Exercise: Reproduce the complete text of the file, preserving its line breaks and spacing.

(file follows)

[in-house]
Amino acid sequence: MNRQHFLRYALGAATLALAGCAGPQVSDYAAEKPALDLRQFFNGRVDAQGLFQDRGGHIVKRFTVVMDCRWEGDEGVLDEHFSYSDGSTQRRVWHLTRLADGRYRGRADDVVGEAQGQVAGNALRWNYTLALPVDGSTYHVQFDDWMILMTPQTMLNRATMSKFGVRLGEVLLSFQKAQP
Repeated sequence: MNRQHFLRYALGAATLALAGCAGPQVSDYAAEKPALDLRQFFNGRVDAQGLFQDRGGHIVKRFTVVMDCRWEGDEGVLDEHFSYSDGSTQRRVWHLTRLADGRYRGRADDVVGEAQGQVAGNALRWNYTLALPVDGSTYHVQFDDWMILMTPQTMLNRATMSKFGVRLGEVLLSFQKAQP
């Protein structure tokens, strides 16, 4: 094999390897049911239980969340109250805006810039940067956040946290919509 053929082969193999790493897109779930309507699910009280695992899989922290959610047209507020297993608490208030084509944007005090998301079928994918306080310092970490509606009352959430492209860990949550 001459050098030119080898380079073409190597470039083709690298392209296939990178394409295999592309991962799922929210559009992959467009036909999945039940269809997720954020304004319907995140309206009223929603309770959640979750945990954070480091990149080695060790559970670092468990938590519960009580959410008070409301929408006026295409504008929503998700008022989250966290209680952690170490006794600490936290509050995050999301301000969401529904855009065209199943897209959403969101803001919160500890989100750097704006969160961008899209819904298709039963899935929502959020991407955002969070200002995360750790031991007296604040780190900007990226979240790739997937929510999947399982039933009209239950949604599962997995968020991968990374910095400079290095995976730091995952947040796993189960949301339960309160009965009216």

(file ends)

[in-house]
Amino acid sequence: MNRQHFLRYALGAATLALAGCAGPQVSDYAAEKPALDLRQFFNGRVDAQGLFQDRGGHIVKRFTVVMDCRWEGDEGVLDEHFSYSDGSTQRRVWHLTRLADGRYRGRADDVVGEAQGQVAGNALRWNYTLALPVDGSTYHVQFDDWMILMTPQTMLNRATMSKFGVRLGEVLLSFQKAQP
Repeated sequence: MNRQHFLRYALGAATLALAGCAGPQVSDYAAEKPALDLRQFFNGRVDAQGLFQDRGGHIVKRFTVVMDCRWEGDEGVLDEHFSYSDGSTQRRVWHLTRLADGRYRGRADDVVGEAQGQVAGNALRWNYTLALPVDGSTYHVQFDDWMILMTPQTMLNRATMSKFGVRLGEVLLSFQKAQP
């Protein structure tokens, strides 16, 4: 094999390897049911239980969340109250805006810039940067956040946290919509 053929082969193999790493897109779930309507699910009280695992899989922290959610047209507020297993608490208030084509944007005090998301079928994918306080310092970490509606009352959430492209860990949550 001459050098030119080898380079073409190597470039083709690298392209296939990178394409295999592309991962799922929210559009992959467009036909999945039940269809997720954020304004319907995140309206009223929603309770959640979750945990954070480091990149080695060790559970670092468990938590519960009580959410008070409301929408006026295409504008929503998700008022989250966290209680952690170490006794600490936290509050995050999301301000969401529904855009065209199943897209959403969101803001919160500890989100750097704006969160961008899209819904298709039963899935929502959020991407955002969070200002995360750790031991007296604040780190900007990226979240790739997937929510999947399982039933009209239950949604599962997995968020991968990374910095400079290095995976730091995952947040796993189960949301339960309160009965009216």